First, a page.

September 28, 2020

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Face mask misstep puts Pallister itinerary in spotlight

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Premier Brian Pallister spent several days of personal time in a region of Canada that has been hit far harder by COVID-19 than Manitoba, before cramming meetings with six organizations Monday and Tuesday of this week.

Pallister left for Ottawa on July 1; he returned to Winnipeg late Tuesday afternoon.

His trip made the news when bystanders at Toronto's Pearson International Airport photographed him without a face mask, speaking with federal Conservative Leader Andrew Scheer, who was also bare-faced.

The airport has required the wearing of face coverings inside its terminals since June 1.

Premier Brian Pallister and Conservative Leader Andrew Scheer were photographed at Toronto's Pearson airport with their masks down. (The Canadian Press handout)

Premier Brian Pallister and Conservative Leader Andrew Scheer were photographed at Toronto's Pearson airport with their masks down. (The Canadian Press handout)

The Manitoba capital has been a safer place regarding COVID-19 than the nation's capital throughout the pandemic.

On Monday and Tuesday, the premier met with representatives of the Parliamentary Budget Office, Canadian Chamber of Commerce, Macdonald-Laurier Institute, Business Council of Canada, Institute of Fiscal Studies and Democracy at the University of Ottawa, and Conference Board of Canada before returning home wearing a mask. (Mikaela MacKenzie / Winnipeg Free Press)

On Monday and Tuesday, the premier met with representatives of the Parliamentary Budget Office, Canadian Chamber of Commerce, Macdonald-Laurier Institute, Business Council of Canada, Institute of Fiscal Studies and Democracy at the University of Ottawa, and Conference Board of Canada before returning home wearing a mask. (Mikaela MacKenzie / Winnipeg Free Press)

Ottawa Public Health reports, as of Tuesday, the city had recorded 2,124 cases and 263 deaths. It appears the city has already faced the worst, though, as there were only 47 active cases.

Manitoba, by contrast, has reported 325 cases of the novel coronavirus and seven deaths, with only six cases still active.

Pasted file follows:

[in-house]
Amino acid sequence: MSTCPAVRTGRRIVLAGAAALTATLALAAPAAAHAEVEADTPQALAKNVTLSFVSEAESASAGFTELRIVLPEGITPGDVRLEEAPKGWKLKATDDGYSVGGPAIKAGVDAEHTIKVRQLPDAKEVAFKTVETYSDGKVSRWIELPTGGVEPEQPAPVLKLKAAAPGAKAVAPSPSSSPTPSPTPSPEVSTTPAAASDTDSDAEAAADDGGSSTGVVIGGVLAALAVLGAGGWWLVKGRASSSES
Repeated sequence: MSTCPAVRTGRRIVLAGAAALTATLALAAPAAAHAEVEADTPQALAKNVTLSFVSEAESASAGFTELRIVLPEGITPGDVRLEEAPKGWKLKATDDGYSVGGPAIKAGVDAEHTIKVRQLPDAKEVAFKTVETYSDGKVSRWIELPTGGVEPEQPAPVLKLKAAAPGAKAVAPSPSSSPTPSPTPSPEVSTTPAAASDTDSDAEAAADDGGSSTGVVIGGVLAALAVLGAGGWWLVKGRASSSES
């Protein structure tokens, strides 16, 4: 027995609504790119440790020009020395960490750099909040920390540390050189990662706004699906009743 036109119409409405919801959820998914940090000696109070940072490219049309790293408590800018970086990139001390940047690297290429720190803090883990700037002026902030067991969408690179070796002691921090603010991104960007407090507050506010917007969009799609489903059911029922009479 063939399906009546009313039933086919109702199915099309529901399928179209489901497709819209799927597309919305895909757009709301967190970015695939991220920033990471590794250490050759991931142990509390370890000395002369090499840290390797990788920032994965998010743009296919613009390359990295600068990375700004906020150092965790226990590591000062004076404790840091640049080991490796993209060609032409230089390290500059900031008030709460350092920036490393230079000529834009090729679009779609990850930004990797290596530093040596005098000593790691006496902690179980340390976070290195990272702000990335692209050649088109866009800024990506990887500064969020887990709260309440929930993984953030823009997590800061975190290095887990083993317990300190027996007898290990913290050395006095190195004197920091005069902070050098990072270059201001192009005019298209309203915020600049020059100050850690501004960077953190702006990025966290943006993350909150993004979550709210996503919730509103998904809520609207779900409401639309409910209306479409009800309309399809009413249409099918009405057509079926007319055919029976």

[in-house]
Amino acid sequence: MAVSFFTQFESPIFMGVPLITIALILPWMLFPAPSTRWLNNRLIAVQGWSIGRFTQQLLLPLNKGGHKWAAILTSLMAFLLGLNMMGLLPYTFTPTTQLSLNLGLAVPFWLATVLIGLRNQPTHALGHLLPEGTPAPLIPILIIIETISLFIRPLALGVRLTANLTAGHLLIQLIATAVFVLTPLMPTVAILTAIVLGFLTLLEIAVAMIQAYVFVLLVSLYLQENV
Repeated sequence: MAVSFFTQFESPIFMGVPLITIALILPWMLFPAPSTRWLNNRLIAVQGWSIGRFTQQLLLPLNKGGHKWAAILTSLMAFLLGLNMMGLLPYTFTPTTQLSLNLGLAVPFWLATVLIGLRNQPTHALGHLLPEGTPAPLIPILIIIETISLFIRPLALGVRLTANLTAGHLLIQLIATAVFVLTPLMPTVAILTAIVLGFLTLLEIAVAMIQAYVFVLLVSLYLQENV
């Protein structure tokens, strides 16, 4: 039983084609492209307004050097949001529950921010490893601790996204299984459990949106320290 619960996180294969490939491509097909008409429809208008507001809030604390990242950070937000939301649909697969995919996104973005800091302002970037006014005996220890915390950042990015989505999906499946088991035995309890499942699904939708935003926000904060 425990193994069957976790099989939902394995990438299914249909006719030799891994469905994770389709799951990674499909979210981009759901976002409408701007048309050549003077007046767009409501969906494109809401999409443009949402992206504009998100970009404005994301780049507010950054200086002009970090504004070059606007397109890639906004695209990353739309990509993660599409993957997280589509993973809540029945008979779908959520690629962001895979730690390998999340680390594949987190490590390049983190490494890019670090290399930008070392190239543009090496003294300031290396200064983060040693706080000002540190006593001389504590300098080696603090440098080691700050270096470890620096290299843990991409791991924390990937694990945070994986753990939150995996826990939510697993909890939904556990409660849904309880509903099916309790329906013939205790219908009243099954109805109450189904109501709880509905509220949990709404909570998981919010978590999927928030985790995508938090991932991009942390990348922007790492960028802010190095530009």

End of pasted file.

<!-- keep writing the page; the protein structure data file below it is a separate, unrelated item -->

On Monday and Tuesday, the premier met with representatives of the Parliamentary Budget Office, Canadian Chamber of Commerce, Macdonald-Laurier Institute, Business Council of Canada, Institute of Fiscal Studies and Democracy at the University of Ottawa, and Conference Board of Canada.

Pallister's staff said last week the premier had also sought a meeting with deputy prime minister Chrystia Freeland, but was ultimately unable to arrange one.

Manitoba public health orders exempt elected officials — and several other types of individuals who provide vital services — from self-isolation orders when travelling outside Manitoba and northwestern Ontario.

A spokeswoman for Manitoba Health said elected officials and their staff can travel for business or vacation or a combination of both, and they do not have to self-isolate when they return to Manitoba if they are not displaying any symptoms of COVID-19, as they are engaged in providing a vital service.

Olivia Billson, the premier's press secretary, provided no itinerary Wednesday for Pallister between July 1 and July 5.

She would only say the premier told reporters June 30 he would be "self-monitoring for a few days" during the early part of his eastern trip.

Billson said Manitoba's clerk of the executive council, David McLaughlin, accompanied Pallister at his meetings with the six organizations in Ottawa.

She would not say whether any other staff travelled with the premier nor whether he was accompanied by his wife.

In a statement, Billson said Pallister will provide "a full briefing to media next week."

She said Pallister was at home Wednesday.

In response to photos of he and Scheer conversing without appropriate face coverings circulating Tuesday, Pallister issued a statement late in the day to say he had "lifted" his mask to join some friends in conversation at the Toronto airport.

"It was an error on my part, it won't happen again," he said.

larry.kusch@freepress.mb.ca

Larry Kusch

Larry Kusch
Legislature Reporter

Larry Kusch didn’t know what he wanted to do with his life until he attended a high school newspaper editor’s workshop in Regina in the summer of 1969 and listened to a university student speak glowingly about the journalism program at Carleton University in Ottawa.

Read full biography

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